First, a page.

About the book: (from the publisher) A win brought them together, but loss may tear them apart.
When the sound of sirens cuts through a cool fall night, the small town of Worthy, Georgia, hurtles from triumph to tragedy. Just hours before, they’d watched the Wildcats score a winning touchdown. Now, they’re faced with the deaths of three cheerleaders—their promising lives cut short in a fatal crash. And the boy in the other car—the only one to survive—is believed to be at fault. As rumors begin to fly and accusations spin, allegiances form and long-kept secrets emerge.
At the center of the whirlwind are four women, each grappling with loss, regret, shame, and lies: Marglyn, a grieving mother; Darcy, whose son had been behind the wheel; Ava, a substitute teacher with a scandalous secret; and Leah, a cheerleader who should have been in the car with her friends, but wasn’t. If the truth comes out, will it bring redemption—or will it be their downfall?
About the author: Marybeth Mayhew Whalen is the author of several novels, including When We Were Worthy and The Things We Wish Were True. She speaks to women’s groups around the United States and is the cofounder of the popular women’s fiction site www.shereads.org. Married for twenty-six years, she and her husband, Curt, live in North Carolina with their six children, ranging from young adult to elementary age. Although Marybeth spends most of her time in the grocery store, she occasionally escapes to scribble some words and work on her next novel.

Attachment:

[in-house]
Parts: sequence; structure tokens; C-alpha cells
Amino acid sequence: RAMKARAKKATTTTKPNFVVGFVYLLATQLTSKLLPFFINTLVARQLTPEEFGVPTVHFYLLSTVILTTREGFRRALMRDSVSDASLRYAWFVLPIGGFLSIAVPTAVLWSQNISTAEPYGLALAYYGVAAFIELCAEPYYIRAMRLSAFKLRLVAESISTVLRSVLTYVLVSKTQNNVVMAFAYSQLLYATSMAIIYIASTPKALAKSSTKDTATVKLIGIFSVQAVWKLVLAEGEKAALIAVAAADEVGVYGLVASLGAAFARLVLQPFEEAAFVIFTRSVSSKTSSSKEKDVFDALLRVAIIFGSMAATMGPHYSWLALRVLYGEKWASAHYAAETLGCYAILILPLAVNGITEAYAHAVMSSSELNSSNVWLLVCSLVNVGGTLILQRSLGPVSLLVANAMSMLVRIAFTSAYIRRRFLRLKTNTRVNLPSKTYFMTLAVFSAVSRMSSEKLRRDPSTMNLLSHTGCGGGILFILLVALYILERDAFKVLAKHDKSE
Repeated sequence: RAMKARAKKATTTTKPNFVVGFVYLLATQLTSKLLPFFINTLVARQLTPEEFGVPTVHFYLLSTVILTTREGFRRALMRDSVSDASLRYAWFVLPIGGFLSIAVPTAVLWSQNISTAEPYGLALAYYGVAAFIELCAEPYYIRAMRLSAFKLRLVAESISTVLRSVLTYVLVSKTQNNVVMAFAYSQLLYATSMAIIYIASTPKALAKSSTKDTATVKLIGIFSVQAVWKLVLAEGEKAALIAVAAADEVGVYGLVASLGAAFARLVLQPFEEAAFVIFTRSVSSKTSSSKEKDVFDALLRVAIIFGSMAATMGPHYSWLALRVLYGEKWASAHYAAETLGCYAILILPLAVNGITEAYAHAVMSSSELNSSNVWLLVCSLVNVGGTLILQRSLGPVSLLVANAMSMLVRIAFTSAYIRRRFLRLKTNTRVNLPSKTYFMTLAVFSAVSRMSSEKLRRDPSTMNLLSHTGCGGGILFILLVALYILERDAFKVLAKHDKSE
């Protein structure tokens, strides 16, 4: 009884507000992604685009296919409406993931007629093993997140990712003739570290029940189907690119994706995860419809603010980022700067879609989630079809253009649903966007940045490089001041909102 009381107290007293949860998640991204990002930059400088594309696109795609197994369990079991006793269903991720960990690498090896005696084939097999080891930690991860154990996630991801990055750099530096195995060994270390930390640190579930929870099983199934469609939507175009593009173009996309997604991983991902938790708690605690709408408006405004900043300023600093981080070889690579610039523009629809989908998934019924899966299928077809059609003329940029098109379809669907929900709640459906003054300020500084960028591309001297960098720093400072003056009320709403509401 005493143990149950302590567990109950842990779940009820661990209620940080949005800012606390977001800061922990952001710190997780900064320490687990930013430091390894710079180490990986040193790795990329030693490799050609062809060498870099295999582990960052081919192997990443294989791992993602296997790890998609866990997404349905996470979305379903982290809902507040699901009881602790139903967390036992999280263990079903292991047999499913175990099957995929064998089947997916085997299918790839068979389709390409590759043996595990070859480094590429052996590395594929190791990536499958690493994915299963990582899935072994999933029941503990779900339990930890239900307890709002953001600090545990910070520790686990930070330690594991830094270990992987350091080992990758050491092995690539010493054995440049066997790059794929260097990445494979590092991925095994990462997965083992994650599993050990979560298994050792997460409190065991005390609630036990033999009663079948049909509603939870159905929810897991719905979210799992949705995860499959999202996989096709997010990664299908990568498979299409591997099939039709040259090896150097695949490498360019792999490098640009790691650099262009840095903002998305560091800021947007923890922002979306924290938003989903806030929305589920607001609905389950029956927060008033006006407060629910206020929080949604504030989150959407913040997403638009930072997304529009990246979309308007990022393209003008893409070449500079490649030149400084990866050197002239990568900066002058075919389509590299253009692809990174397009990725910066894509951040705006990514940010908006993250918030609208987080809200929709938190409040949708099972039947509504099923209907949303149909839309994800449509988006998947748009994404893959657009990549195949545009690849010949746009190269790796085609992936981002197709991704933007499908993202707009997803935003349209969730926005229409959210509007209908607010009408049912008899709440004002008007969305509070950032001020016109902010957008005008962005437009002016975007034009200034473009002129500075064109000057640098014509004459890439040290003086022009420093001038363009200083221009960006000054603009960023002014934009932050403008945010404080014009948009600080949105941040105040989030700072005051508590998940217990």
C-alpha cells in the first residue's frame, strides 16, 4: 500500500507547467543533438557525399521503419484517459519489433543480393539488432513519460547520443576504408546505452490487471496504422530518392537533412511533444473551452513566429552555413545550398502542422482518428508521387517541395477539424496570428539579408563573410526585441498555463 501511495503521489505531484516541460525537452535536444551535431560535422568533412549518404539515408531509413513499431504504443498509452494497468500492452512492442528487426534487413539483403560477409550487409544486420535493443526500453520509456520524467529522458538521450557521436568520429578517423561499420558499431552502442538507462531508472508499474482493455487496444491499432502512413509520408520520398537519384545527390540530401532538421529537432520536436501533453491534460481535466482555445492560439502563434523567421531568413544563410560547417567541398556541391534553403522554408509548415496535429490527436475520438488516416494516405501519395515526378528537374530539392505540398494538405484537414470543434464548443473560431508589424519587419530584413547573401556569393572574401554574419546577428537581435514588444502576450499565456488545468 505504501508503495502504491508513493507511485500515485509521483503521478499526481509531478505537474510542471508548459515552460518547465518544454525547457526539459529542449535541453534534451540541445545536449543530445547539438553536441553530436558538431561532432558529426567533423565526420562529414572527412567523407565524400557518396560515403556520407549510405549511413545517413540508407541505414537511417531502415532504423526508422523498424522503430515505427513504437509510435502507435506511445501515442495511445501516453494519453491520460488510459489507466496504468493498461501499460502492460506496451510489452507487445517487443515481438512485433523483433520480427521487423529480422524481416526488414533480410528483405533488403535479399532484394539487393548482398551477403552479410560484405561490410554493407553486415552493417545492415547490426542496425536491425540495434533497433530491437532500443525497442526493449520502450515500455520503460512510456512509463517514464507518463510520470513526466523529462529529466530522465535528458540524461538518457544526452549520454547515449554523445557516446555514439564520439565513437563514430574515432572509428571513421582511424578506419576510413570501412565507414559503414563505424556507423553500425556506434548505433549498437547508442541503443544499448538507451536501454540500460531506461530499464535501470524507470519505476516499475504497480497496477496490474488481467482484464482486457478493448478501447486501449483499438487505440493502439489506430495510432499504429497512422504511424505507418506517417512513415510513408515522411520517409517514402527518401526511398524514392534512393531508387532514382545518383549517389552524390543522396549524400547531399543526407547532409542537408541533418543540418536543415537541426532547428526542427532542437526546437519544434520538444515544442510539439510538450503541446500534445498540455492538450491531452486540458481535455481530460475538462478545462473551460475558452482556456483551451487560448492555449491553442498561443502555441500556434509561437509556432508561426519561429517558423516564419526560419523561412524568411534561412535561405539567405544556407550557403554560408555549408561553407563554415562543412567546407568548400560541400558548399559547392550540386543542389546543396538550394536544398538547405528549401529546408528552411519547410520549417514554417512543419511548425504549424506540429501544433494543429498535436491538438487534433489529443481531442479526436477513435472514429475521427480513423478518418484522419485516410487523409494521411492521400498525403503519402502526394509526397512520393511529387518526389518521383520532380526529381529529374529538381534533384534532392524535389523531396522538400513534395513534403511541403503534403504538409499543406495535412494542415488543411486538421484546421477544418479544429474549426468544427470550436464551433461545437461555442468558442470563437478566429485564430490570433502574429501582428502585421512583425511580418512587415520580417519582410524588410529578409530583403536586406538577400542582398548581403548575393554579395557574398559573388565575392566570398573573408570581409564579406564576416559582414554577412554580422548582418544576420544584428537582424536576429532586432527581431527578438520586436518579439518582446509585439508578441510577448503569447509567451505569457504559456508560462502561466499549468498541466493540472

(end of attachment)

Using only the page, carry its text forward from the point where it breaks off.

Genre: Fiction/Women’s FictionWomen's fiction for fall, @MarybethWhalen's best novel yet @SheReadsBookCLB #bookrec Click To Tweet
My take: Despite its grim concept, I found Marybeth Whalen’s latest novel to be not only gripping but unexpectedly uplifting as well. As it grapples with the seemingly senseless deaths of three beautiful girls, it certainly does not sidestep the major heartaches of life. But the author handles the emotional fallout with grace and deeply relatable pathos.
I flew through the pages of this quick-paced novel, anticipating with each concise chapter what new secrets the four narrative characters might in turn disclose. Cleverly plotted and peopled with finely drawn characters, Whalen reveals her keen insight into the hidden workings of the human heart.
If you enjoy women’s fiction, I recommend this one for your fall lineup. In When We Were Worthy, Marybeth Whalen proves herself to be a master of the craft, sculpting her latest novel into her finest work yet.
Thanks to Lake Union Publishing and She Reads for providing me this book free of charge. All opinions are mine.
After words: What other books do you recommend this fall?